We’ve all heard the campaign slogans: “because you’re worth it”, “treat yourself”, ”you deserve it”, and no doubt it’s all true, but the part they leave out is: but it’ll be even better if you give it to the person next to you.
While it is true that spending on ourselves can bring happiness, scientists are finding that we can do much more for our happiness, (not to mention our friendships and society) by spending on others.
Take this study by Lara Atkin at the University of British Colombia: Lara stood in the street with a box of sealed envelopes, and asked passers by “would you like to be in an experiment?”. If they said “yes”, then she asked them “How happy are you?”, handed them an envelope, and asked for their phone number.
All the envelopes contained some money. Some of them had instructions to spend that money on yourself. Some to spend it on others. Later that evening they got a phone call – the group who had spent on others was measurably happier than those who’d spend on themselves.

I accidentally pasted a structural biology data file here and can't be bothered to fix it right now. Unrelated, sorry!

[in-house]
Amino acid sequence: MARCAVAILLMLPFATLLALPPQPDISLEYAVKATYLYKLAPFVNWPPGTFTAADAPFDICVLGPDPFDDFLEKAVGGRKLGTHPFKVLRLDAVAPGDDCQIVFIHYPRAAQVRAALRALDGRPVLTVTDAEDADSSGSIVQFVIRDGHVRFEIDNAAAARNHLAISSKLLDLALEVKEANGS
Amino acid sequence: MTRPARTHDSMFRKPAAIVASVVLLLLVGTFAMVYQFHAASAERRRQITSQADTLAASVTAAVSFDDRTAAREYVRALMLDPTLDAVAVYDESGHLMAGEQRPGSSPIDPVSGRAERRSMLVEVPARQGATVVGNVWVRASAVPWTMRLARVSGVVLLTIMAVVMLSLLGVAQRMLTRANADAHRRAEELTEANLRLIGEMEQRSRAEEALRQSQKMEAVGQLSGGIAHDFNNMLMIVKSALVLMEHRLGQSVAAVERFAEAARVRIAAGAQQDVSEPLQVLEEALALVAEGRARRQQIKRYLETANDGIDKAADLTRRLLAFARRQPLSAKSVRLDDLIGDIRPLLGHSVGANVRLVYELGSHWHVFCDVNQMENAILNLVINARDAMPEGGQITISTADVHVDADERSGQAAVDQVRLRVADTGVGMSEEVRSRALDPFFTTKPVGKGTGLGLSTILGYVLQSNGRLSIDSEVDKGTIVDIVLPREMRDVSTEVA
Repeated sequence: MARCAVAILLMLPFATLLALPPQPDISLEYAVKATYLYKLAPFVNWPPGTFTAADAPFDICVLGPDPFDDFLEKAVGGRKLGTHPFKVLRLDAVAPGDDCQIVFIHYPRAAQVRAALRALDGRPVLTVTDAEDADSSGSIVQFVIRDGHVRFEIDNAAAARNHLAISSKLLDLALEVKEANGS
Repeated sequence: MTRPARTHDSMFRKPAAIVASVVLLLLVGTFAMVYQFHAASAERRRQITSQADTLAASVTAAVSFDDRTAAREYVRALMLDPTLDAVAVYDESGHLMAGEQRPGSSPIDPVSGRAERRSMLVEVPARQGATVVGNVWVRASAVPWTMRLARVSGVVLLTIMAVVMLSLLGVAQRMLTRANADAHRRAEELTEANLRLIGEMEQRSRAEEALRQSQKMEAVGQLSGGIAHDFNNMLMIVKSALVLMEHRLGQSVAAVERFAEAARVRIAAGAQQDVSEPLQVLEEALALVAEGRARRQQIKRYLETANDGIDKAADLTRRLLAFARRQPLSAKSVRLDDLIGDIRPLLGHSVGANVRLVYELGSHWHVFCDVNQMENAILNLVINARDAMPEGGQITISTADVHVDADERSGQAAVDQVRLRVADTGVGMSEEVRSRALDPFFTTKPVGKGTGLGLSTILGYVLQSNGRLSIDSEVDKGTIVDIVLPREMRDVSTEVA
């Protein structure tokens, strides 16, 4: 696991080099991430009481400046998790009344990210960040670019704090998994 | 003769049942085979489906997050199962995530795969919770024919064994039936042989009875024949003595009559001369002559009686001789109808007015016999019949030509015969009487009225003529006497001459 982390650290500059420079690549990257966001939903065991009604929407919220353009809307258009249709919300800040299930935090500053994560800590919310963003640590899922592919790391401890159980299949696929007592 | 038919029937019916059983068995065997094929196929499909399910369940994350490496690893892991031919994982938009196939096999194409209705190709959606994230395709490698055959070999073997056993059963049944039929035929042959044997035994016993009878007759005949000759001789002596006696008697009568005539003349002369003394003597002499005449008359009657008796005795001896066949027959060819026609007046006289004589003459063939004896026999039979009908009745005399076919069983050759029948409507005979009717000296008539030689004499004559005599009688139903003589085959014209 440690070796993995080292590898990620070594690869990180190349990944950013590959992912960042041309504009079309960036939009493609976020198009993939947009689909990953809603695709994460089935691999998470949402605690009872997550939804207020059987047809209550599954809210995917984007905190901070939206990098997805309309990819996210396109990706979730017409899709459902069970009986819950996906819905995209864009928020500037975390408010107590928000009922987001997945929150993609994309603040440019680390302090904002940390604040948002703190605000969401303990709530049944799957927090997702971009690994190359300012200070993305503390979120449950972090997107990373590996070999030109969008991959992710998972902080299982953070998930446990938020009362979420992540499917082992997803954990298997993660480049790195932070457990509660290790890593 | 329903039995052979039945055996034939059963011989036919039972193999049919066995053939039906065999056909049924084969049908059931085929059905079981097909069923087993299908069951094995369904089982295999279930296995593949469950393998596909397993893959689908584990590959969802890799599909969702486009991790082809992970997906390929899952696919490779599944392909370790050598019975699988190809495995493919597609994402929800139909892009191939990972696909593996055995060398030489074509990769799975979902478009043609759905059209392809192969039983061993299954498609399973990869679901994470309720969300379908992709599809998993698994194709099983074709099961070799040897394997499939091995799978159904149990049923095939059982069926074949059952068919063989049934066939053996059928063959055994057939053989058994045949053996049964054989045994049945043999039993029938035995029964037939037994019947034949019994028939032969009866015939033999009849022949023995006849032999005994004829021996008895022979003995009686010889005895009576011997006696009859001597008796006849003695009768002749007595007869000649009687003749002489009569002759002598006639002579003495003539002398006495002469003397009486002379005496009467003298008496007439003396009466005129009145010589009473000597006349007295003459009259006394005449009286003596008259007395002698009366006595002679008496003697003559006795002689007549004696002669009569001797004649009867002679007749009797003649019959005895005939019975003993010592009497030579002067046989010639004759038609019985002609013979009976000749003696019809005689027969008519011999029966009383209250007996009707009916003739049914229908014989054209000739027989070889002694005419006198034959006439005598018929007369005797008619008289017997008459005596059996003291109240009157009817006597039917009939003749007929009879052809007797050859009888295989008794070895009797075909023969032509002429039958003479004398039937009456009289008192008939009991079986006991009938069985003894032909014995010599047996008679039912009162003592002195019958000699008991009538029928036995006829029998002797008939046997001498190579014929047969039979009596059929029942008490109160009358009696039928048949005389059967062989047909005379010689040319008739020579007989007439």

Lara’s study isn’t the only one. Many studies have reached the same conclusion – across cultures as diverse as Canada and Uganda, across all levels of income, when we spend money on others it feels a lot better than spending on ourselves.
That’s not all scientists are finding: when we give to others, we feel more connected to them (and they feel more connected to us), not only is this nice to have, it’s a growing need. In our busy urban culture people are increasingly feeling isolated and disconnected, and this has real impacts for societal well-being. So when giving to a friend or to charity, it’s not just the money that helps, but the act itself.
Many of the studies referenced in this article were found in Greater Good’s article on how to make giving feel good. Read on in their article to find the 3 keys to making giving feel really good.